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Currency Crises, Capital Account Liberalization, and Selection Bias

  • Glick, Reuven
  • Guo, Xueyan
  • Hutchison, Michael M.

Are countries with unregulated capital flows more vulnerable to currency crises? Efforts to answer this question properly must control for “self selection†bias since countries with liberalized capital accounts may also have more sound economic policies and institutions that make them less likely to experience crises. We employ a matching and propensity score methodology to address this issue in a panel analysis of developing countries. Our results suggest that, after controlling for sample selection bias, countries with liberalized capital accounts experience a lower likelihood of currency crises. That is, when two countries have the same likelihood of allowing free movement of capital (based on historical evidence and a very similar set of economic and political characteristics)—and one country imposes controls and the other does not-- the country without controls has a lower likelihood of experiencing a currency crisis. This result is at odds with the conventional wisdom and suggests that the benefits of capital market liberalization for external stability are substantial.

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Paper provided by Department of Economics, UC Santa Cruz in its series Santa Cruz Department of Economics, Working Paper Series with number qt12t6x2ht.

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Date of creation: 01 Jun 2004
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Handle: RePEc:cdl:ucscec:qt12t6x2ht
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  1. Leonardo Bartolini & Allan Drazen, 1996. "When Liberal Policies Reflect External Shocks, What Do We Learn?," NBER Working Papers 5727, National Bureau of Economic Research, Inc.
  2. Guillermo A. Calvo & Carmen M. Reinhart, 2000. "Fear of Floating," NBER Working Papers 7993, National Bureau of Economic Research, Inc.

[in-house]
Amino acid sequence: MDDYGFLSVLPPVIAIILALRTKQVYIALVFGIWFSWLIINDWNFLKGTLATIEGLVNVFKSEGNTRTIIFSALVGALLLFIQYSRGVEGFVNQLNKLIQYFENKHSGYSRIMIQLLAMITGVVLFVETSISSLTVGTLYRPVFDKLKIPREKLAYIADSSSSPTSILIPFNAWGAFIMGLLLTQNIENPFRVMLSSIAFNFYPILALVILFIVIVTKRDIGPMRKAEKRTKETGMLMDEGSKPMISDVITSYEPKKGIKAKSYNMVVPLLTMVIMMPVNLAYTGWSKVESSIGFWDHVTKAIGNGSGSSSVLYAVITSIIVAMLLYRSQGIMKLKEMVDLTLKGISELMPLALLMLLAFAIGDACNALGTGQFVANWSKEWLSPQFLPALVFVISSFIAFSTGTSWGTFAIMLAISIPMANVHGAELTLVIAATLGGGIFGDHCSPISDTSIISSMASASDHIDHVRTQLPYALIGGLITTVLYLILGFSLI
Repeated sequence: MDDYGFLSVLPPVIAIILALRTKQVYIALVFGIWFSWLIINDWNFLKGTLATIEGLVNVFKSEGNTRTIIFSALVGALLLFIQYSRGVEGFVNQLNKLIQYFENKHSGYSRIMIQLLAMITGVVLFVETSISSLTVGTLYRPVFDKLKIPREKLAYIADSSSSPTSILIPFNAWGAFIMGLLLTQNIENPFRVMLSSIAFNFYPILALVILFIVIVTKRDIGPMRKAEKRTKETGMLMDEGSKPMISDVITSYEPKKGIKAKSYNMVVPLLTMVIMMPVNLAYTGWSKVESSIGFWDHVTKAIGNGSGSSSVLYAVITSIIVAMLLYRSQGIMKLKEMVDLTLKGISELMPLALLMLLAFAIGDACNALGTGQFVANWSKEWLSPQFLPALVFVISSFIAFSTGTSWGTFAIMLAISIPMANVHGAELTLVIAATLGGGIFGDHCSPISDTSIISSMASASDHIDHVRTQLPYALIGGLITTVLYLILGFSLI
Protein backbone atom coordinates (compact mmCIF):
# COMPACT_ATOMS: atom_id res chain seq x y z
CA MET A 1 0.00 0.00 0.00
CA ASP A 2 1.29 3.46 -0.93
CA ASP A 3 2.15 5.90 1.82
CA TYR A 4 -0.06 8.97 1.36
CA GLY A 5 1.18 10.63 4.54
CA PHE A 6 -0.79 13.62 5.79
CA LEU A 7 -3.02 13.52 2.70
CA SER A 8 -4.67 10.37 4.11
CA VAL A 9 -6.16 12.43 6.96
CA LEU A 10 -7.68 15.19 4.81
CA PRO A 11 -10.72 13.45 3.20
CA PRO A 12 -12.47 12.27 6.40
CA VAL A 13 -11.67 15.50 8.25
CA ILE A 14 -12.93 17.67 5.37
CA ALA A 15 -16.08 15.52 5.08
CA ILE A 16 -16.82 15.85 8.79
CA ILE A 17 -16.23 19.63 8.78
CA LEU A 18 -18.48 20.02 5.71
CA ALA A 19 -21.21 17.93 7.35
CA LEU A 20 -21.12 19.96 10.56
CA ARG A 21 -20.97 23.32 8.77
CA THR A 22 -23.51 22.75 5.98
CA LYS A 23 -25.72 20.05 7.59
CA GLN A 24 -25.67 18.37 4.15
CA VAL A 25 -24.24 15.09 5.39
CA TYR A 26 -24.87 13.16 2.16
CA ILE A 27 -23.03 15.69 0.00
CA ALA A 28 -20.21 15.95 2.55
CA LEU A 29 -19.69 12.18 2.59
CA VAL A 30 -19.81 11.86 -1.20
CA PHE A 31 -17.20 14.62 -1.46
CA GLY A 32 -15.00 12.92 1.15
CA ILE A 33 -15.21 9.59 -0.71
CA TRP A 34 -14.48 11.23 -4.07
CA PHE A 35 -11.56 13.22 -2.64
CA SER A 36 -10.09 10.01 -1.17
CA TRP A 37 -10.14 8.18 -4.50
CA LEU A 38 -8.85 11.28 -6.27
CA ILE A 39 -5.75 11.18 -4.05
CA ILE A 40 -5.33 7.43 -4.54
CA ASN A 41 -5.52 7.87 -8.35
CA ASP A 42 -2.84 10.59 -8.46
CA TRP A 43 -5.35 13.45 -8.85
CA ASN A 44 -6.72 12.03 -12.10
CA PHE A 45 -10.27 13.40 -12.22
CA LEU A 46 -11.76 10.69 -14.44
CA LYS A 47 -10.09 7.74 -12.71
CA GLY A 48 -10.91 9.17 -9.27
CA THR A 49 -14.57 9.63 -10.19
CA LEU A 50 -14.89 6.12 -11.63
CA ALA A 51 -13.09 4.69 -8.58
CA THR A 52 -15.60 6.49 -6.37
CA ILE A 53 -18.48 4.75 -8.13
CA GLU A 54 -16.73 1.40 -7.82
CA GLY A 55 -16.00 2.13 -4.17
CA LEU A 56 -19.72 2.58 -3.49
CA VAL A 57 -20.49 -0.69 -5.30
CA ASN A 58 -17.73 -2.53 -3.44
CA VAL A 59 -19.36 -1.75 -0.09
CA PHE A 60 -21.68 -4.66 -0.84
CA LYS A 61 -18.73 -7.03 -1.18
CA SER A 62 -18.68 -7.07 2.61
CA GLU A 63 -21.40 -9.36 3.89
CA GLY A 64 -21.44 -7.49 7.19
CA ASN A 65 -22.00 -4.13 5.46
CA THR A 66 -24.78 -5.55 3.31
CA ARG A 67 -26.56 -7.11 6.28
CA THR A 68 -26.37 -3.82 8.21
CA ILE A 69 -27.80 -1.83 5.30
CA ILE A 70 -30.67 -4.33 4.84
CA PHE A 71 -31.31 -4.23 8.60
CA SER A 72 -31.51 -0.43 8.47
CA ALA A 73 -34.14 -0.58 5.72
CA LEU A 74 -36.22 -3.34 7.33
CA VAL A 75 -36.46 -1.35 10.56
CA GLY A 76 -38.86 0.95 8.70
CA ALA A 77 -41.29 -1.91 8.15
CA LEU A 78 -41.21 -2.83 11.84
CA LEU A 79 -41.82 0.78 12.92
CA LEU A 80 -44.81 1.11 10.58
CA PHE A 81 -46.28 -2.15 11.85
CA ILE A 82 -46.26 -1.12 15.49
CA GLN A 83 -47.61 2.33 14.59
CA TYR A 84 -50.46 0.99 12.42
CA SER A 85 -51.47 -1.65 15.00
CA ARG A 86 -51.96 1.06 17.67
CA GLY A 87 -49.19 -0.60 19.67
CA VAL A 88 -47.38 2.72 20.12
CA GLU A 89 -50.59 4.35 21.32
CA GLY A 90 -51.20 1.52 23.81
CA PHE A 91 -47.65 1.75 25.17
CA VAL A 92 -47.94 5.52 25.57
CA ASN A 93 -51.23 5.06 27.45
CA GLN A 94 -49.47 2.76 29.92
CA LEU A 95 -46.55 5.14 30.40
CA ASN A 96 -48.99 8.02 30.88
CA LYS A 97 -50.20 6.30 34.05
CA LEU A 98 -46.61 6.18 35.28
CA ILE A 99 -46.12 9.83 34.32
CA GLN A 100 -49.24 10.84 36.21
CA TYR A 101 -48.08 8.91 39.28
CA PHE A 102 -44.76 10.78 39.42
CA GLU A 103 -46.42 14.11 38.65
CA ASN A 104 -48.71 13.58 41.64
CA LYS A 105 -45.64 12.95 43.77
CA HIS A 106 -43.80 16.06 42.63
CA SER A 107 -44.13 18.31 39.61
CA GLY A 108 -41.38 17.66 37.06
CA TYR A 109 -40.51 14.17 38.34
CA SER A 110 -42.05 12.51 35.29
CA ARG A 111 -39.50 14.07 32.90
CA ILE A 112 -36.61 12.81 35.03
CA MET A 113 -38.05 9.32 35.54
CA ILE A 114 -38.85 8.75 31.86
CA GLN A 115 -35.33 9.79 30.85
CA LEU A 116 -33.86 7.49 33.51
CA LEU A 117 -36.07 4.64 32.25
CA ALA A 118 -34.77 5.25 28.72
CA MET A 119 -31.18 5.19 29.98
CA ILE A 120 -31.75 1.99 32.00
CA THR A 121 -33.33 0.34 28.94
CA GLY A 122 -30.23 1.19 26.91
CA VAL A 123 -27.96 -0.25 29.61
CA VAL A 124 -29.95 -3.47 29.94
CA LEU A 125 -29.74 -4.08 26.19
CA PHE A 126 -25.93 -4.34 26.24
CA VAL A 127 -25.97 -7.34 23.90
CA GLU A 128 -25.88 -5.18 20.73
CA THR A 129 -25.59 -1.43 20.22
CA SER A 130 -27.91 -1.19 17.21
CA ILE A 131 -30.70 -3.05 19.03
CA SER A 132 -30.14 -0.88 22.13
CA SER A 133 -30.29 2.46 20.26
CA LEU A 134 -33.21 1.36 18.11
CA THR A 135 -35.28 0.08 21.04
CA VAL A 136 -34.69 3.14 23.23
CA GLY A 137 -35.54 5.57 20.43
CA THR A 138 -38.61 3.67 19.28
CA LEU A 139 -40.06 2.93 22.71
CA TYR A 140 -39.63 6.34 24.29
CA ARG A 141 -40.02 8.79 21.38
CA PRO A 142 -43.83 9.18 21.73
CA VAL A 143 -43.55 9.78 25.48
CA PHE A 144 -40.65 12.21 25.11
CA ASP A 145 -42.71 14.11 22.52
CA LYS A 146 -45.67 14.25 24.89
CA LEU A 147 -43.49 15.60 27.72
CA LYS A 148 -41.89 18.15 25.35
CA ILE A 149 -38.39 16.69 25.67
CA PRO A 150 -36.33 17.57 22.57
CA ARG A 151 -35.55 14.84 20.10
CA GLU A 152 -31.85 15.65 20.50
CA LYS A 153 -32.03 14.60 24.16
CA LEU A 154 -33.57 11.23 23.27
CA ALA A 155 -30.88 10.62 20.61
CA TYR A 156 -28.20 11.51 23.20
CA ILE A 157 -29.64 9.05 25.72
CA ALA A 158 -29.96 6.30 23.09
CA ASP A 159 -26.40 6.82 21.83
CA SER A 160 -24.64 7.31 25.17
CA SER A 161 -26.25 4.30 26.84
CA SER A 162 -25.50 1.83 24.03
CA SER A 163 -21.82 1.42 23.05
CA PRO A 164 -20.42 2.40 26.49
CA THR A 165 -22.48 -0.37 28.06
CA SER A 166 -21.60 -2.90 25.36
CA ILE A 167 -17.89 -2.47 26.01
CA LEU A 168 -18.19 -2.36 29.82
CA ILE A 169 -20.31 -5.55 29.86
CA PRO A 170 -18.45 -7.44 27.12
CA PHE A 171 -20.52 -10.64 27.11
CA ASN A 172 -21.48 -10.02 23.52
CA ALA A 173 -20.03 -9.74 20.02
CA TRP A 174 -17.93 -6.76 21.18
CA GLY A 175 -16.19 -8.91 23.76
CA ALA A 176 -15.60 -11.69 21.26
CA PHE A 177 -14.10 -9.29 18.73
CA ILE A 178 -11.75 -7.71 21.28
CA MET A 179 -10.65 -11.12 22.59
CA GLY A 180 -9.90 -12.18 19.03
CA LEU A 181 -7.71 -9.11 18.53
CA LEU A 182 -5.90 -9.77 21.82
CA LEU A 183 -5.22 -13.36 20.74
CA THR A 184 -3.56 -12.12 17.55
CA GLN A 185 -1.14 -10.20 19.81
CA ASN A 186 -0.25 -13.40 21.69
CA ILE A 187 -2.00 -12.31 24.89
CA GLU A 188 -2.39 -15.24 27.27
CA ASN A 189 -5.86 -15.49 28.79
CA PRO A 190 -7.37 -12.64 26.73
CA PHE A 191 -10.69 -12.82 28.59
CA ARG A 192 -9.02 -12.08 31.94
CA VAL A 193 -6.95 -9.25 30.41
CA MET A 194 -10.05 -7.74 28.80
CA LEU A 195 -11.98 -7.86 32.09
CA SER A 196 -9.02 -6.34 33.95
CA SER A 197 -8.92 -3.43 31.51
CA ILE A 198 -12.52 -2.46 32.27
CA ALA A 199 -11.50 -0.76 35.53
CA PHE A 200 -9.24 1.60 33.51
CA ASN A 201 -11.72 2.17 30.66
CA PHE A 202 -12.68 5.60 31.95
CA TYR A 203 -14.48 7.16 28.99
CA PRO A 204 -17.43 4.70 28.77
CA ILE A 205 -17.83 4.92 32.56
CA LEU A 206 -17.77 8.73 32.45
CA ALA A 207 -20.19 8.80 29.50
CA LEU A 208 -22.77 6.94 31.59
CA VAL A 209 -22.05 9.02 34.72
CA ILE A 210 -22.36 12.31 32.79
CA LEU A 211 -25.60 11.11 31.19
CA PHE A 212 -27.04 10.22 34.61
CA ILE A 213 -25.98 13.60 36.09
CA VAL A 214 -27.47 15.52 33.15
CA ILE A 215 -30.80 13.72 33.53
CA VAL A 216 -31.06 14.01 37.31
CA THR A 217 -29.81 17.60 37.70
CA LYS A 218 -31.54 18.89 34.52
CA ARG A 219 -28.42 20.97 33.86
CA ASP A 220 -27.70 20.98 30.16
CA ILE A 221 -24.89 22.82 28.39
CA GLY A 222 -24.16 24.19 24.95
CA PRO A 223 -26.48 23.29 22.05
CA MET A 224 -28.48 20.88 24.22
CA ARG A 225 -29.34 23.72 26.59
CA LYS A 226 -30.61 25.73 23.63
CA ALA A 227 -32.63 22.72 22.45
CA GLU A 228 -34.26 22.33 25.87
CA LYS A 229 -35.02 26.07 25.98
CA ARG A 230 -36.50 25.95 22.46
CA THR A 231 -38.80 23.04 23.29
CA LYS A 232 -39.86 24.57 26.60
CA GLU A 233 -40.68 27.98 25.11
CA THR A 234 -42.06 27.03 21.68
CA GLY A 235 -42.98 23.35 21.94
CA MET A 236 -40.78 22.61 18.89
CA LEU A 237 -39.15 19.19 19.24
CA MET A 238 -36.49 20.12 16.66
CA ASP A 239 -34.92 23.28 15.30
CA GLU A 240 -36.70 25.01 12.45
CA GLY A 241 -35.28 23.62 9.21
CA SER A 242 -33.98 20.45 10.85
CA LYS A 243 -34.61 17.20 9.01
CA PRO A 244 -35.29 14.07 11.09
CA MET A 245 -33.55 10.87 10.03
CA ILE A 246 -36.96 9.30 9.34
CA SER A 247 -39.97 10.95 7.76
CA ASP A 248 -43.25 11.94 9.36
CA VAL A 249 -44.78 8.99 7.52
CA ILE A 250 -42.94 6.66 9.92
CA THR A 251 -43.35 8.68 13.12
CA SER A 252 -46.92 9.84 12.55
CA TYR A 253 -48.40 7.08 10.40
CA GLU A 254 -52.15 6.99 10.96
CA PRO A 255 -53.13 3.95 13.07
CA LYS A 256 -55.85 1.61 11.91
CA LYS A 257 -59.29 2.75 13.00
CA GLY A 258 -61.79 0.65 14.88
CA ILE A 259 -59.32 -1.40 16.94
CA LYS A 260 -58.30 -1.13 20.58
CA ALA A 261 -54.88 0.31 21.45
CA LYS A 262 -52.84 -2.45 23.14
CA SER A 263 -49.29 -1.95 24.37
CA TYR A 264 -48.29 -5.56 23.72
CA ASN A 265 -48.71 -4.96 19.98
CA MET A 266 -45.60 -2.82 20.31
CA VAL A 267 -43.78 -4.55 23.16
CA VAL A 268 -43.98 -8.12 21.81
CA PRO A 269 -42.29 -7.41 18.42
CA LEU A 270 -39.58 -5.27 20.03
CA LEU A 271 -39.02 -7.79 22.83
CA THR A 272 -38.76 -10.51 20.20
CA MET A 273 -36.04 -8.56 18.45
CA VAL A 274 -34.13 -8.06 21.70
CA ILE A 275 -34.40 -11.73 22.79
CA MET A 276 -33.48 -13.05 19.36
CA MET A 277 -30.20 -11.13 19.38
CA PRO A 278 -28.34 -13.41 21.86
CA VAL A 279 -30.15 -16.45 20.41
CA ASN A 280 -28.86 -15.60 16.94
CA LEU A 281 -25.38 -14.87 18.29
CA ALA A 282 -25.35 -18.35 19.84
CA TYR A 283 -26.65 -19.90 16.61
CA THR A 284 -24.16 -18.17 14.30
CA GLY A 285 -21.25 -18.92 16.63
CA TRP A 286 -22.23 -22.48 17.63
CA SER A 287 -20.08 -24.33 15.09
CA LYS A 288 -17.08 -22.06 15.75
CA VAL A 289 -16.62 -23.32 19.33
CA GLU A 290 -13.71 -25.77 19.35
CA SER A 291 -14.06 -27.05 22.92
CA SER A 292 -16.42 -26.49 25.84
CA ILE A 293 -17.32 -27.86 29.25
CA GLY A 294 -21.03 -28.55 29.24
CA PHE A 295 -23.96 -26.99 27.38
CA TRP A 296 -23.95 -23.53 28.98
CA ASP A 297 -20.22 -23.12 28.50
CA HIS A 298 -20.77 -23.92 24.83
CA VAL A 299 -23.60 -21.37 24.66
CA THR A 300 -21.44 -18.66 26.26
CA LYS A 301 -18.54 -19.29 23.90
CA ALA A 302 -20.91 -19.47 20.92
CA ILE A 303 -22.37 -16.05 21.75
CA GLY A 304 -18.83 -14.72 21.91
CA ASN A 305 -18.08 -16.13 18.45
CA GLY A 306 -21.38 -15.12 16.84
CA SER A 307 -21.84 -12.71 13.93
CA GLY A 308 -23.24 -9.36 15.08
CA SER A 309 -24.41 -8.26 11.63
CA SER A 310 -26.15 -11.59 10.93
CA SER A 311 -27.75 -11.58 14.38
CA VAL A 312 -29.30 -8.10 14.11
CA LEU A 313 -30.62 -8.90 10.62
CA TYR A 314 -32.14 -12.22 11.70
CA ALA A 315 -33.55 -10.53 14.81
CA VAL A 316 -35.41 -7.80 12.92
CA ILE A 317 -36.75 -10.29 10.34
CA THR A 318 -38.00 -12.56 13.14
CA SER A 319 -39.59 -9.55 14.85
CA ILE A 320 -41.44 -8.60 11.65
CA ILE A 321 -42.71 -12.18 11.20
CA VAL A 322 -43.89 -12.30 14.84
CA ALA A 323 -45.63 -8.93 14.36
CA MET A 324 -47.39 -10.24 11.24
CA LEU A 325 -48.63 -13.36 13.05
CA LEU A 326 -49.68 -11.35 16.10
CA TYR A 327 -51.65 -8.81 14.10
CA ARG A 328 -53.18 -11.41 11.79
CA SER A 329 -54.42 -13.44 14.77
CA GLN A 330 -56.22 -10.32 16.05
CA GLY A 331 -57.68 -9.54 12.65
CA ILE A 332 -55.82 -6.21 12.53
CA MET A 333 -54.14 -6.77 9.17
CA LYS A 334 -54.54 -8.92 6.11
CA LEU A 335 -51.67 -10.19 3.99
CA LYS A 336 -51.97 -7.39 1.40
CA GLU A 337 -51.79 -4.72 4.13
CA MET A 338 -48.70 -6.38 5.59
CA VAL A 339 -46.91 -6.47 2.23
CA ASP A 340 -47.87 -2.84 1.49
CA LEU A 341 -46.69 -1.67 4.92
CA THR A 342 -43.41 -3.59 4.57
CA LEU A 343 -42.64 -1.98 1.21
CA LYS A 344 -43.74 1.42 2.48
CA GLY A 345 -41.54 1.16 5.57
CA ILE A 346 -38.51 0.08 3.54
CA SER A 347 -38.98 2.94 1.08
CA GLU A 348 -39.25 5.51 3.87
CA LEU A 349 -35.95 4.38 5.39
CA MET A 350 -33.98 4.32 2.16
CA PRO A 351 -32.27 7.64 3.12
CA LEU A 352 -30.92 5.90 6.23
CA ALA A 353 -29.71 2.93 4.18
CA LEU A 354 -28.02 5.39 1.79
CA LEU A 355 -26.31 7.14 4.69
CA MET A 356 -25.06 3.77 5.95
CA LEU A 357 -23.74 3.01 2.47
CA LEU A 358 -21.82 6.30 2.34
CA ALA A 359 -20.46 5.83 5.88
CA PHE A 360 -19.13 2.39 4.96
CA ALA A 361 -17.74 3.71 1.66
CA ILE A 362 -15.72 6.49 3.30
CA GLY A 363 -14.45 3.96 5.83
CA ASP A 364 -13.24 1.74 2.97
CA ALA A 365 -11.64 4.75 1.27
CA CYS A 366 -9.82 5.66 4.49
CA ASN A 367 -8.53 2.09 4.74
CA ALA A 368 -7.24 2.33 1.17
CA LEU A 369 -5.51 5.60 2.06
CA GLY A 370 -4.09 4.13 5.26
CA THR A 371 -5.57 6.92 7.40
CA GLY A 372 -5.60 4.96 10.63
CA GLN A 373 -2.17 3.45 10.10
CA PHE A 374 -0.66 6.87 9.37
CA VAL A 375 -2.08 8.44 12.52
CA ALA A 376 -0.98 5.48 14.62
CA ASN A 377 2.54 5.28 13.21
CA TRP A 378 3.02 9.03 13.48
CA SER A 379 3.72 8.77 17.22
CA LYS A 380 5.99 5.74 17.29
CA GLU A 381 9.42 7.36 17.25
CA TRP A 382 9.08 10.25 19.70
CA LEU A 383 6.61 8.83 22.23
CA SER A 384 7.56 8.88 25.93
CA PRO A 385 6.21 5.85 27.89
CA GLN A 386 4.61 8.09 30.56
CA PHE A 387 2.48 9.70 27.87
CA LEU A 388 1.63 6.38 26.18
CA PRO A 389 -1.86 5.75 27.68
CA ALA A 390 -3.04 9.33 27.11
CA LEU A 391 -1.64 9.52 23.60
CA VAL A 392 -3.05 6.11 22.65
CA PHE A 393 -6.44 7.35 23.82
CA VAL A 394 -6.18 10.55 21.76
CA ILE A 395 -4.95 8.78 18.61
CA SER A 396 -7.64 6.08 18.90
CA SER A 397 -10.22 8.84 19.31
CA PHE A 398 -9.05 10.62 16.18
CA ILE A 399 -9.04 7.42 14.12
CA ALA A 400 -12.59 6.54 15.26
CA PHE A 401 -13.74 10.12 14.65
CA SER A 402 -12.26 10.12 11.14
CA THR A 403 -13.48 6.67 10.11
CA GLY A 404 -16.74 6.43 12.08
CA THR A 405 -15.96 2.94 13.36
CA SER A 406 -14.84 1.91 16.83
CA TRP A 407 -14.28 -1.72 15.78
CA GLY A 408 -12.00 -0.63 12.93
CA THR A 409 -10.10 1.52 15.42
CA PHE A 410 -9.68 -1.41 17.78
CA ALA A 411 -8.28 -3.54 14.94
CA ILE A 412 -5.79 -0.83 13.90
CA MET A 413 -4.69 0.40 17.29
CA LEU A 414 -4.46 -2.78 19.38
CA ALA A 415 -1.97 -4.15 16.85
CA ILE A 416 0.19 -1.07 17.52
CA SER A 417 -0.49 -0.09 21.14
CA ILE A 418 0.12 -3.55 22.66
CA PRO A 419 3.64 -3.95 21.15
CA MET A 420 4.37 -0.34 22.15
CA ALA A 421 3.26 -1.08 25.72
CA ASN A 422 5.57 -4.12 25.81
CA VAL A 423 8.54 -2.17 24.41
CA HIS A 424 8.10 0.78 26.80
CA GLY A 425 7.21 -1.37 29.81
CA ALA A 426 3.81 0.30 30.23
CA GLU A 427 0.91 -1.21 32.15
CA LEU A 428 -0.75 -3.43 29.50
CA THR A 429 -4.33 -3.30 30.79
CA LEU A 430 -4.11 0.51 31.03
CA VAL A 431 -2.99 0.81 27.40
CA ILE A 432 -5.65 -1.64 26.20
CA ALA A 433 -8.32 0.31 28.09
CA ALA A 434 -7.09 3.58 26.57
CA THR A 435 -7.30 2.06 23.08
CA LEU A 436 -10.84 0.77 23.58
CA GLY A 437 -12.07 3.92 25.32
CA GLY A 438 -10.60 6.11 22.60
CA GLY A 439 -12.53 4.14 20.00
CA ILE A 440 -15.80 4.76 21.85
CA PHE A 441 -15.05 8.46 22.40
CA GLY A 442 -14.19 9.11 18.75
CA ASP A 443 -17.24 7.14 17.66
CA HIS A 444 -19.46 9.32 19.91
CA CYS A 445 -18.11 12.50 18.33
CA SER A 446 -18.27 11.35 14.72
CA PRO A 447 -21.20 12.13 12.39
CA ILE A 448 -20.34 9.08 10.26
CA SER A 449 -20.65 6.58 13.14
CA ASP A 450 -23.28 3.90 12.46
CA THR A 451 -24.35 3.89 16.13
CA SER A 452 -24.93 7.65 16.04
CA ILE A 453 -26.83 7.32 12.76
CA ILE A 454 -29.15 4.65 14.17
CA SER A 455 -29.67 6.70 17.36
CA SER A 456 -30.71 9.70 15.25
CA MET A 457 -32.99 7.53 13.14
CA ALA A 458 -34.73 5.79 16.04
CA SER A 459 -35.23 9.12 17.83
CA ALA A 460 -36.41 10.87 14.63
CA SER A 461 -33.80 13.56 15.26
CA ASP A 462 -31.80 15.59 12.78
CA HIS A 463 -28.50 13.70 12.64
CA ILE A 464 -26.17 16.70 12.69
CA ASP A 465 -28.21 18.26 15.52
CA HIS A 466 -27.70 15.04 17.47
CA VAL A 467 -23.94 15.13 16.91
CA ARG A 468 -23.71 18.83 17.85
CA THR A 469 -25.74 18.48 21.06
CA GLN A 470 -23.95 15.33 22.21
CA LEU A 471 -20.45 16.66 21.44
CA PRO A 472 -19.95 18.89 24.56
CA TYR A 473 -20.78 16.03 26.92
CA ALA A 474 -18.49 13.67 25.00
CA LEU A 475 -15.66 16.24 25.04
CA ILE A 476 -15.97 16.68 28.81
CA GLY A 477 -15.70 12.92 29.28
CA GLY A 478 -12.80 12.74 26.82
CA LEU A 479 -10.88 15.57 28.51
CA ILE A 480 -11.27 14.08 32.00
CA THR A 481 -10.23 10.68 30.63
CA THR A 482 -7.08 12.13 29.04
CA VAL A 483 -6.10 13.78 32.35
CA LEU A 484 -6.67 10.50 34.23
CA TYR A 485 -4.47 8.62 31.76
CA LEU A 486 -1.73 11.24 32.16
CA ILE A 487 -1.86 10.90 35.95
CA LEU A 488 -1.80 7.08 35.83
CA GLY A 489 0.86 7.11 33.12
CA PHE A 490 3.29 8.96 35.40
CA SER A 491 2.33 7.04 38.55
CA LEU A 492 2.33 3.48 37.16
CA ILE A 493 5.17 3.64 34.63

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  8. Jose De Gregorio & Sebastian Edwards & Rodrigo O. Valdes, 2000. "Controls on Capital Inflows: Do they Work?," NBER Working Papers 7645, National Bureau of Economic Research, Inc.
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  10. Reinhart, Carmen & Kaminsky, Graciela & Lizondo, Saul, 1998. "Leading Indicators of Currency Crises," MPRA Paper 6981, University Library of Munich, Germany.
  11. Hali J. Edison & Carmen M. Reinhart, 2000. "Capital controls during financial crises: the case of Malaysia and Thailand," International Finance Discussion Papers 662, Board of Governors of the Federal Reserve System (U.S.).
  12. Hali J. Edison & Michael W. Klein & Luca Antonio Ricci & Torsten Sløk, 2004. "Capital Account Liberalization and Economic Performance: Survey and Synthesis," IMF Staff Papers, Palgrave Macmillan, vol. 51(2), pages 2.
  13. William Easterly & Ross Levine, 1997. "Africa's Growth Tragedy: Policies and Ethnic Divisions," The Quarterly Journal of Economics, Oxford University Press, vol. 112(4), pages 1203-1250.
  14. Stephen Knack & Philip Keefer, 1995. "Institutions And Economic Performance: Cross-Country Tests Using Alternative Institutional Measures," Economics and Politics, Wiley Blackwell, vol. 7(3), pages 207-227, November.
  15. Dellas, H. & Stockman, A.C., 1988. "Self-Fullfilling Expectations, Speculative Attacks And Capital Controls," RCER Working Papers 138, University of Rochester - Center for Economic Research (RCER).
  16. Edison, Hali & Reinhart, Carmen M., 2001. "Stopping hot money," Journal of Development Economics, Elsevier, vol. 66(2), pages 533-553, December.
  17. Sebastian Edwards, 1999. "Crisis Prevention: Lessons from Mexico and East Asia," NBER Working Papers 7233, National Bureau of Economic Research, Inc.
  18. James J. Heckman & Hidehiko Ichimura & Petra Todd, 1998. "Matching As An Econometric Evaluation Estimator," Review of Economic Studies, Oxford University Press, vol. 65(2), pages 261-294.
  19. Torsten Persson, 2001. "Currency unions and trade: how large is the treatment effect?," Economic Policy, CEPR;CES;MSH, vol. 16(33), pages 433-462, October.
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